As we’ve seen in the previous NLP instillations, language shapes our reality, giving words an incredible power to frame the past, influence our future, and control the present. Words, however, are only one part of communication, body language makes up the rest.
What is body language? Body language is everything we communicate besides the words we speak. It is how we say words, the way we position our body, and the speed of our breathing. In NLP, we observe body language to understand the message someone is sending us. Often, it can be hard to fully understand what someone is trying to tell us. Using NLP calibration techniques, you will be able to pick up on bodily cues to gain insight to what area of the brain someone is accessing and use that information to ask the right questions and prompt a richer discussion.
The Way We Think
In NLP, we believe thinking is done with the whole of our body, and our thoughts leak out into body language. Generally, we think in three ways which are as follows: visual, auditory, and kinesthetic. Our body language depicts the type of thinking we are using. In Part 3, I wrote about how we speak in three different types of languages: visual, auditory, and kinesthetic. The type of thinking someone is using matches up with the “language” they use. Building on the communication strategy discussed in part 3, if you pick up on the body language someone is using, you can craft your own messages using the same style of language. For example, if you notice someone using visual body language, match the words you use to this style, for example: “how do you see it?”. This will be discussed in more detail below.
Ask someone to spell the word “estuary”. E-S-T-U… where are they looking? When people spell words they often look up and straight ahead as if the word was written on the ceiling or just above their left shoulder. Remembering how a word is spelled is visual thinking. In school when a teacher would say, you’re not going to find the answer looking at the ceiling - well, if you are a visual thinker, you probably did find the answer on the ceiling or on the upper left half of the classroom wall. This is because a person thinking in a visual way is trying to get a clear view of the image in their minds eye. If you are talking with someone who is a visual thinker, they will tend to speak quickly and in a higher tone of voice. When doing this, they are trying to describe the images they see before they flicker away or turn into something else. They speak with more urgency. You will be able to tell by their rapid shallow breathing, and their body positioned with their shoulder high in the air.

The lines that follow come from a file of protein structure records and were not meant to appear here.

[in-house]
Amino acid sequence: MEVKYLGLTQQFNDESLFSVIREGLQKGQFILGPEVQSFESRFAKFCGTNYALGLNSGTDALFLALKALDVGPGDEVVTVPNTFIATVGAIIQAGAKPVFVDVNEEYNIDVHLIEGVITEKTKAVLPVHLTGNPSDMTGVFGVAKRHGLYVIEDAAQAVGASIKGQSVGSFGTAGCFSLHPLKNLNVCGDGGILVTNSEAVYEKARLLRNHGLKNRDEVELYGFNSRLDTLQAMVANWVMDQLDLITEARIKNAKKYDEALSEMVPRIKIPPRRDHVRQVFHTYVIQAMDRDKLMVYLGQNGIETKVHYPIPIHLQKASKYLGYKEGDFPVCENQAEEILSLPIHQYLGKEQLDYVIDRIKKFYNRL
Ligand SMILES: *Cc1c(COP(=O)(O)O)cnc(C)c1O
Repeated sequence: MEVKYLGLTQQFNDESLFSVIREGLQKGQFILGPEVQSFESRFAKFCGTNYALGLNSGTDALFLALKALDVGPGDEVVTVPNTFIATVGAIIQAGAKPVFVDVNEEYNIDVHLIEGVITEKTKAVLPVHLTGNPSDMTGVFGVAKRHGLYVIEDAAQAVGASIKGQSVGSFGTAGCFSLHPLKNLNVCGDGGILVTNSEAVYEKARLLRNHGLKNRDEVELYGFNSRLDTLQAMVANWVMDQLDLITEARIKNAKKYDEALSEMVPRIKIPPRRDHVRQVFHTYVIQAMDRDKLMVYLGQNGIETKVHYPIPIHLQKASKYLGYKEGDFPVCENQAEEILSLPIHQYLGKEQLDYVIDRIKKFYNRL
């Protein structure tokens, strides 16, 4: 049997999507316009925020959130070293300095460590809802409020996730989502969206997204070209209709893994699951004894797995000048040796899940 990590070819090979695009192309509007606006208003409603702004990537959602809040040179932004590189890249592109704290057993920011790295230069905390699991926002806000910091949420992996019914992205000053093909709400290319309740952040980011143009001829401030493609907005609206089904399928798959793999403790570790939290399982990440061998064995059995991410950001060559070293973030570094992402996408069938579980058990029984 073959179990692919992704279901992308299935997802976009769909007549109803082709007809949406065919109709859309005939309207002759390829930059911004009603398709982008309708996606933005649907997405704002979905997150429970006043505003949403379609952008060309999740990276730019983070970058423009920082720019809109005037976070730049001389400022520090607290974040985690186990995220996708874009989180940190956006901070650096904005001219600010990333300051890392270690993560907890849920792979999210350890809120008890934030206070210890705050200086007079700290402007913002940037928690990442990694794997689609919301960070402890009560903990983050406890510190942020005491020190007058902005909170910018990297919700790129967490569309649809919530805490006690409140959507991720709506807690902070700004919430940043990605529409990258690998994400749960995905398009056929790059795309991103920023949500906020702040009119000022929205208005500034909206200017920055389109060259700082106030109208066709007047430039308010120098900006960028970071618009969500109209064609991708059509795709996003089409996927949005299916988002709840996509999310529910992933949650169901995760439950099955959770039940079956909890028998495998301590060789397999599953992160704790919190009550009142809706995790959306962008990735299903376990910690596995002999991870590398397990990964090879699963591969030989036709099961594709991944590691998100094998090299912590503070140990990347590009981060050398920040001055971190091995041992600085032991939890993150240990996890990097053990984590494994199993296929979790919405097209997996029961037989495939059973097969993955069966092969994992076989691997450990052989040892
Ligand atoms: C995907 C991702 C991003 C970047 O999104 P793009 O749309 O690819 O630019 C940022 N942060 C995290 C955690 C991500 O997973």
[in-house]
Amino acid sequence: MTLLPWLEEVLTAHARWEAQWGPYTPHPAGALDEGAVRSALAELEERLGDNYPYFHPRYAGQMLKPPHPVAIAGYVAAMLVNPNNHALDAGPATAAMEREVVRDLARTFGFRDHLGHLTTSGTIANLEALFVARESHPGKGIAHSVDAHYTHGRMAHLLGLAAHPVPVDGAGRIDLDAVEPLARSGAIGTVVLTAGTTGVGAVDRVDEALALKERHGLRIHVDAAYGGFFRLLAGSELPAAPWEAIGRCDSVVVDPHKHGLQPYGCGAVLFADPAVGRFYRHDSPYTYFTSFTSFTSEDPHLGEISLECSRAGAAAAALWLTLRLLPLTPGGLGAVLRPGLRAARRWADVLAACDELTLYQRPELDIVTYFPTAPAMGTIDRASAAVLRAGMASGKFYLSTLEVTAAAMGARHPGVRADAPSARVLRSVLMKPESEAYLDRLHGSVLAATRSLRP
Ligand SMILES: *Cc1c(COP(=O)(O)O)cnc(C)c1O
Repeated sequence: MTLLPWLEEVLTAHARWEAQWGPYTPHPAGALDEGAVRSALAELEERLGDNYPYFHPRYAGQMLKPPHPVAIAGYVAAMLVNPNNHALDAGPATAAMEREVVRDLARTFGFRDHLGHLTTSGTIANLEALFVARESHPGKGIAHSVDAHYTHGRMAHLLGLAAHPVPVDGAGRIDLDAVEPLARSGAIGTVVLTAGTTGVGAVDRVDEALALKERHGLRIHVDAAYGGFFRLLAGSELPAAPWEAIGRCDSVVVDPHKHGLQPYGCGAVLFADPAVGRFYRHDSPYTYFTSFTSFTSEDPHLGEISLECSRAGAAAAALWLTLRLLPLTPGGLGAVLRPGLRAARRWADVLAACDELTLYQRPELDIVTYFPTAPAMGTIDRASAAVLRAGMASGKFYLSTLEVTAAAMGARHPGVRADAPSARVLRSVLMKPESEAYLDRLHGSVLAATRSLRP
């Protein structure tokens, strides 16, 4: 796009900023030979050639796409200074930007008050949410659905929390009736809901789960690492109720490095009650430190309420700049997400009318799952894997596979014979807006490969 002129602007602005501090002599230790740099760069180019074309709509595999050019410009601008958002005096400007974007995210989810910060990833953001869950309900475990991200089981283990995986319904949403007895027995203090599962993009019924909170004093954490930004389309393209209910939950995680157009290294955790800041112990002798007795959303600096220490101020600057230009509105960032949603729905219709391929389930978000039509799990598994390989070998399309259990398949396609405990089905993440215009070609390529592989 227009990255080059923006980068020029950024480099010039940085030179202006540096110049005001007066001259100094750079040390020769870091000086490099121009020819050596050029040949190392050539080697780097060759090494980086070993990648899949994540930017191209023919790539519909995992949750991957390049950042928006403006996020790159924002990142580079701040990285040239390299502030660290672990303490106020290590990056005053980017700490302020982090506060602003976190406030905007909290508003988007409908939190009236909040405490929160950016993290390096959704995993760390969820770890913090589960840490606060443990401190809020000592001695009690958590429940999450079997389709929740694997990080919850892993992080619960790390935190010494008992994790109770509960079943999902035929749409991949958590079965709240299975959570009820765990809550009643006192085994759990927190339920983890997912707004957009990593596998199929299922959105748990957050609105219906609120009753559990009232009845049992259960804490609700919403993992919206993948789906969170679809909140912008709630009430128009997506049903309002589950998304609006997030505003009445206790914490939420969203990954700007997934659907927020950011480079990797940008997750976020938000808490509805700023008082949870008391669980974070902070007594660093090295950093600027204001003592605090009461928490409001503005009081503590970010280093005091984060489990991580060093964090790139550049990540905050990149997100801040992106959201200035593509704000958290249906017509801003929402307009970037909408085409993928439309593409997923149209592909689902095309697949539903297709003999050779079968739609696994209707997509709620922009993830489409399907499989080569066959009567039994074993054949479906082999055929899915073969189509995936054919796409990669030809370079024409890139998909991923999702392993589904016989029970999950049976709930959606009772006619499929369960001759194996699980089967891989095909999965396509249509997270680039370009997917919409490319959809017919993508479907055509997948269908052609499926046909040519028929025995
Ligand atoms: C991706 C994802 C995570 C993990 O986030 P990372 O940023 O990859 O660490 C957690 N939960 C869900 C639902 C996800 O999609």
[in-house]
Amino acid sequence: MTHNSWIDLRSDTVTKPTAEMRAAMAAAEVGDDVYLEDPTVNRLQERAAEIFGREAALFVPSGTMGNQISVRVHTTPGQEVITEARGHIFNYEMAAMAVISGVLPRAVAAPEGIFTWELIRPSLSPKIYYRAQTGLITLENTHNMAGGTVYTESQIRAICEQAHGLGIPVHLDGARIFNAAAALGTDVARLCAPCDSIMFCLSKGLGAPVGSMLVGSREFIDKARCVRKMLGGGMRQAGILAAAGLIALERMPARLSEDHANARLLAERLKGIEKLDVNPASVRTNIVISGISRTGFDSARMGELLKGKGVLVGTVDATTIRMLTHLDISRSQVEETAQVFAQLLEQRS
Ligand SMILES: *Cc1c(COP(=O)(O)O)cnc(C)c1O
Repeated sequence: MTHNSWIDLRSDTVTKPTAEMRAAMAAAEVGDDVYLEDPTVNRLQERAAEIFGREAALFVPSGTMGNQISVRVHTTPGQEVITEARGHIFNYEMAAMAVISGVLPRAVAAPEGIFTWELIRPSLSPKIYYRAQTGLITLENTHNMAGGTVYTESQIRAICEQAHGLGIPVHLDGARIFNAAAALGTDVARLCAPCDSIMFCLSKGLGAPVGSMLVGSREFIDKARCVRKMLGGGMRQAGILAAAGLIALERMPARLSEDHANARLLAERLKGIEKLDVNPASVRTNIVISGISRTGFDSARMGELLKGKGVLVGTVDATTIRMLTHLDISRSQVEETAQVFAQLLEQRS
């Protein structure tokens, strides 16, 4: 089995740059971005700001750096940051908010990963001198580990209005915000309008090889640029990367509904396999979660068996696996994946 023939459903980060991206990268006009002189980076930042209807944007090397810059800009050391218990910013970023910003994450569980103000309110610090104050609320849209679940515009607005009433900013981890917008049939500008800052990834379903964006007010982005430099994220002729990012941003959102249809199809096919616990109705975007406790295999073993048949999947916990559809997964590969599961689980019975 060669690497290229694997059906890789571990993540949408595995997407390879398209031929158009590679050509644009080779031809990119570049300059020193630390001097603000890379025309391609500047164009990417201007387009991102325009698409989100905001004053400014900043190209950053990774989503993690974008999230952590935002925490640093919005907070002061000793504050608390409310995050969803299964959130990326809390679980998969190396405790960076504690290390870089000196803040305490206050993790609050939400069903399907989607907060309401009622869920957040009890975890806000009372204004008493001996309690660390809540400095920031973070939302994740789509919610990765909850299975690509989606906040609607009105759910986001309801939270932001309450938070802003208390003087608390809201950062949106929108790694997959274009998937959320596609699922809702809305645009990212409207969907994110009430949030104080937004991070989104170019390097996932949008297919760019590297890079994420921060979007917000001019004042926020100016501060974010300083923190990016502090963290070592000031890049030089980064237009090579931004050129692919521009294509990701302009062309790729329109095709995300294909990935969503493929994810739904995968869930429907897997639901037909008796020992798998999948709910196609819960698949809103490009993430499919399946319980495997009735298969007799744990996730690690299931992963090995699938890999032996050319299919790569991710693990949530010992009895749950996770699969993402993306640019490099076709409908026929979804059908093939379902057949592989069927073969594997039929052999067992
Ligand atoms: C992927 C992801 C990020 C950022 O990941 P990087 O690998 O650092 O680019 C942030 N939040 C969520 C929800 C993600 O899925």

When talking with a person who thinks visually, you should use visual language such as: What do you imagine this would look like?
Let’s move on to auditory thinking. When a person is accessing the auditory part of their brain, their eye movement is in the middle towards their left or right side (toward the ears).
When someone shifts their eyes to the left side (your right), they are remembering a sound or a conversation.
When someone shifts their eyes to the right side (your left), they are imagining a conversation or what someone or something might sound like.
When you are talking with someone who prefers auditory thinking, you should use auditory language, such as: How does this sound?
Finally, there is kinesthetic thinking. When a person is accessing the kinesthetic part of the brain, their eyes move to a downward gaze, right or left.
When someone shifts their eyes down and to their right side (your left), they are checking their feelings. They may also be thinking of remembered smells, tastes, and feelings.
When someone shifts their eyes down and to the left side (your right) they are having an inner dialogue and asking themselves questions, this is called self-talk.
When talking with this person, you should use kinesthetic language, such as: How do you feel about this?
A good pattern to follow is if a person is looking to the left (your right) they are remembering information, and if they are looking to the right (your left) they are constructing or visualizing information. In some cases, the left and right may be switched (more common if the person is left handed), but when the eyes look straight ahead or up, it is always an indication of visual thinking. Auditory thinking is always looking toward the ears, and looking down is always kinesthetic or self-regulation.
Practice watching peoples' eye movements- ask questions and observe where their eyes go. Be mindful not to call anyone out as constructing a lie and trying to pass it as the truth. Instead, mentally flag it and see if the pattern continues.
DO NOT use your observations to expose a liar.
DO use your observations as clues to lead to a more productive conversation.
If you missed my previous NLP posts, follow the links below:
Andrew J. Wilt
SEI Junior Consultant